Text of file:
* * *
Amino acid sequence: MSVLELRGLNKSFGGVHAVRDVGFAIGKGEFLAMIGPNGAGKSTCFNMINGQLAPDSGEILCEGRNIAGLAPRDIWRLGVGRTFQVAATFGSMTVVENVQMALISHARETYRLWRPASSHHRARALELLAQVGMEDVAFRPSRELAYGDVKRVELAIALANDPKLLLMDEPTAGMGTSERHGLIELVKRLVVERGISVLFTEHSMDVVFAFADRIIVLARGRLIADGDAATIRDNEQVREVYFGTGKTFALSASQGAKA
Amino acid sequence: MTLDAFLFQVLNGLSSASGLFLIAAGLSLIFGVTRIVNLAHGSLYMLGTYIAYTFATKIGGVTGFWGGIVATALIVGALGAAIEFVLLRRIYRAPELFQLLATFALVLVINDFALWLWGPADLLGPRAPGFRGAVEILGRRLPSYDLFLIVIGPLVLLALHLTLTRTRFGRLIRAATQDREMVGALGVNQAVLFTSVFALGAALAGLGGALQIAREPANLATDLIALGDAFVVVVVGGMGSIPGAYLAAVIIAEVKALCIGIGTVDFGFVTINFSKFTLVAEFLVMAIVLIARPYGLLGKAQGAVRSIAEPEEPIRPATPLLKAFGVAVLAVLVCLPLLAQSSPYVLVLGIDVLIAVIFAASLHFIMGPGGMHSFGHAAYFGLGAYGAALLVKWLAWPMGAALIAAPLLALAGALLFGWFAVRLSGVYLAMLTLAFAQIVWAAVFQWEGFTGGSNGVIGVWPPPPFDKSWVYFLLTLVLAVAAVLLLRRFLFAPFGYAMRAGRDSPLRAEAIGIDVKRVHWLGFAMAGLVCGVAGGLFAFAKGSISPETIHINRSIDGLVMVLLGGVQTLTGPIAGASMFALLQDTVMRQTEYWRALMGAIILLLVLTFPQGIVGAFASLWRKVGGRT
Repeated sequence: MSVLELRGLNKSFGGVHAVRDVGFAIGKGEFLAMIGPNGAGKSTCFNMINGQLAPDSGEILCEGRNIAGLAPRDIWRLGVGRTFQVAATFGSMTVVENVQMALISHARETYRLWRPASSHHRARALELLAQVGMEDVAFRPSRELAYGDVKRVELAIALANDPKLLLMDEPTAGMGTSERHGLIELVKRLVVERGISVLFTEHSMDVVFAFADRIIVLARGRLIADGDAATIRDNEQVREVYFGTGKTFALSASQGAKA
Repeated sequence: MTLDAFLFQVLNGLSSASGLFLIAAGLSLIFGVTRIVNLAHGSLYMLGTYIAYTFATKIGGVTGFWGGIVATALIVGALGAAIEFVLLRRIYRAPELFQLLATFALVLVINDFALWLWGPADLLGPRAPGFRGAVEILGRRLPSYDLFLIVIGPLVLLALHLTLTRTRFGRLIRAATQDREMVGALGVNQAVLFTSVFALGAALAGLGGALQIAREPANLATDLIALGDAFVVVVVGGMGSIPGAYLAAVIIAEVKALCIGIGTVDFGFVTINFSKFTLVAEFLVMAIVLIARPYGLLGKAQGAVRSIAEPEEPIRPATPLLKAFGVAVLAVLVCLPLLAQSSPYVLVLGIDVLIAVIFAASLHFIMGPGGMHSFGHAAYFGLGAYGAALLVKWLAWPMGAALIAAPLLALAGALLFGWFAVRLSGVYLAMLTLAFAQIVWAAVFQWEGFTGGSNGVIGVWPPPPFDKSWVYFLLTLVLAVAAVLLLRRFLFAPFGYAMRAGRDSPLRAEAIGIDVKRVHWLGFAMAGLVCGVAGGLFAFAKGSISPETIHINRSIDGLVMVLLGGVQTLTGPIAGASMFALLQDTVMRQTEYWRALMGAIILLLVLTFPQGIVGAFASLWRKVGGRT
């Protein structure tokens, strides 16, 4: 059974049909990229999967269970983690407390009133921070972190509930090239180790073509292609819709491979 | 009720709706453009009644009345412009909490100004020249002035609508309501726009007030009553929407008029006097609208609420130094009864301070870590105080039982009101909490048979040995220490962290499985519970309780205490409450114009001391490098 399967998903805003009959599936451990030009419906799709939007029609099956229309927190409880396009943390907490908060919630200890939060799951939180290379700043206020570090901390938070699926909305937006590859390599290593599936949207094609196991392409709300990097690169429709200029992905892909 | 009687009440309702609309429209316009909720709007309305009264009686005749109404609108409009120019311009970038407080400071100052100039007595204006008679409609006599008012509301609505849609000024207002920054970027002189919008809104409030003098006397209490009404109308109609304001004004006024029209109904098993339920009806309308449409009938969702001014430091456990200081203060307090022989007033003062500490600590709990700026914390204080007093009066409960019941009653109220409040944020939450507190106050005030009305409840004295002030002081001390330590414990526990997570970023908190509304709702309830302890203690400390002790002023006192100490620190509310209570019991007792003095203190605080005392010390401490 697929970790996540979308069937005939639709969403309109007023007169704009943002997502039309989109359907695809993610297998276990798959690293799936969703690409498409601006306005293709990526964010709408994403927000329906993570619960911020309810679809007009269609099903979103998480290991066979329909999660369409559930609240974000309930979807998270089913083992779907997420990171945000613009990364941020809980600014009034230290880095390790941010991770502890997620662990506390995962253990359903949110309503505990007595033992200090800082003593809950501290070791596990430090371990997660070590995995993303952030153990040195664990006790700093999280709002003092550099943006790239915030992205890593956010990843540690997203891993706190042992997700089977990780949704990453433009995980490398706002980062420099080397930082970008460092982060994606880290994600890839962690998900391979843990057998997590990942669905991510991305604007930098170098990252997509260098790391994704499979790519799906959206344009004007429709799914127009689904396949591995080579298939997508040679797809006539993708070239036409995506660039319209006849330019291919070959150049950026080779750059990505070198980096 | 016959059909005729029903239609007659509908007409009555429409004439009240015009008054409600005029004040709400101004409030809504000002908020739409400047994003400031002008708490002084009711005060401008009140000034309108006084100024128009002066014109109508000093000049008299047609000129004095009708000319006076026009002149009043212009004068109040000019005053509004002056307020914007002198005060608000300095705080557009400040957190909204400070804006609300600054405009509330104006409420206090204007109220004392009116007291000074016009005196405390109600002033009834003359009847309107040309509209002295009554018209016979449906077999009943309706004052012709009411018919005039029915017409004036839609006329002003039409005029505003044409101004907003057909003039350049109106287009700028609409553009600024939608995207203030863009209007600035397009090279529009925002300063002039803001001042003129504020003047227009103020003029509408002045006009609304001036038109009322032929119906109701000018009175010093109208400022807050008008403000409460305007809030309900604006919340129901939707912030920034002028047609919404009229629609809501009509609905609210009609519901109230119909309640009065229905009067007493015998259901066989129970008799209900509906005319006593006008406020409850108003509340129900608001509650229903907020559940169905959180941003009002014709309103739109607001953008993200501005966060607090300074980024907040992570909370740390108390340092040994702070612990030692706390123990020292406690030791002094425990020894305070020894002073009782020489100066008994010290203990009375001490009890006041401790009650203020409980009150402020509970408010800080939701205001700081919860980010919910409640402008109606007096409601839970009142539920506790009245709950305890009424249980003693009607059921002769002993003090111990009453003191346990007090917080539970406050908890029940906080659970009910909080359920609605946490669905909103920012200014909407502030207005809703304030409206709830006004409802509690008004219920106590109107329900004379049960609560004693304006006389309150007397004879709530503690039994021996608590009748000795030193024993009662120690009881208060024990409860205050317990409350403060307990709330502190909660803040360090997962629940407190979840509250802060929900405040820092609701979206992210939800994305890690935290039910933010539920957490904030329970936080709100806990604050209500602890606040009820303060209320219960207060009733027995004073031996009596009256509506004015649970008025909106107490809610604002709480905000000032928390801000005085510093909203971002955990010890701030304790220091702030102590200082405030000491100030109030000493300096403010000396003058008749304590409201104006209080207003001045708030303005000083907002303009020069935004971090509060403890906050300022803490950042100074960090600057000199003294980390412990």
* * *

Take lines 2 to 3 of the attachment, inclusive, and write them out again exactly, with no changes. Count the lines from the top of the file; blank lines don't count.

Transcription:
Amino acid sequence: MTLDAFLFQVLNGLSSASGLFLIAAGLSLIFGVTRIVNLAHGSLYMLGTYIAYTFATKIGGVTGFWGGIVATALIVGALGAAIEFVLLRRIYRAPELFQLLATFALVLVINDFALWLWGPADLLGPRAPGFRGAVEILGRRLPSYDLFLIVIGPLVLLALHLTLTRTRFGRLIRAATQDREMVGALGVNQAVLFTSVFALGAALAGLGGALQIAREPANLATDLIALGDAFVVVVVGGMGSIPGAYLAAVIIAEVKALCIGIGTVDFGFVTINFSKFTLVAEFLVMAIVLIARPYGLLGKAQGAVRSIAEPEEPIRPATPLLKAFGVAVLAVLVCLPLLAQSSPYVLVLGIDVLIAVIFAASLHFIMGPGGMHSFGHAAYFGLGAYGAALLVKWLAWPMGAALIAAPLLALAGALLFGWFAVRLSGVYLAMLTLAFAQIVWAAVFQWEGFTGGSNGVIGVWPPPPFDKSWVYFLLTLVLAVAAVLLLRRFLFAPFGYAMRAGRDSPLRAEAIGIDVKRVHWLGFAMAGLVCGVAGGLFAFAKGSISPETIHINRSIDGLVMVLLGGVQTLTGPIAGASMFALLQDTVMRQTEYWRALMGAIILLLVLTFPQGIVGAFASLWRKVGGRT
Repeated sequence: MSVLELRGLNKSFGGVHAVRDVGFAIGKGEFLAMIGPNGAGKSTCFNMINGQLAPDSGEILCEGRNIAGLAPRDIWRLGVGRTFQVAATFGSMTVVENVQMALISHARETYRLWRPASSHHRARALELLAQVGMEDVAFRPSRELAYGDVKRVELAIALANDPKLLLMDEPTAGMGTSERHGLIELVKRLVVERGISVLFTEHSMDVVFAFADRIIVLARGRLIADGDAATIRDNEQVREVYFGTGKTFALSASQGAKA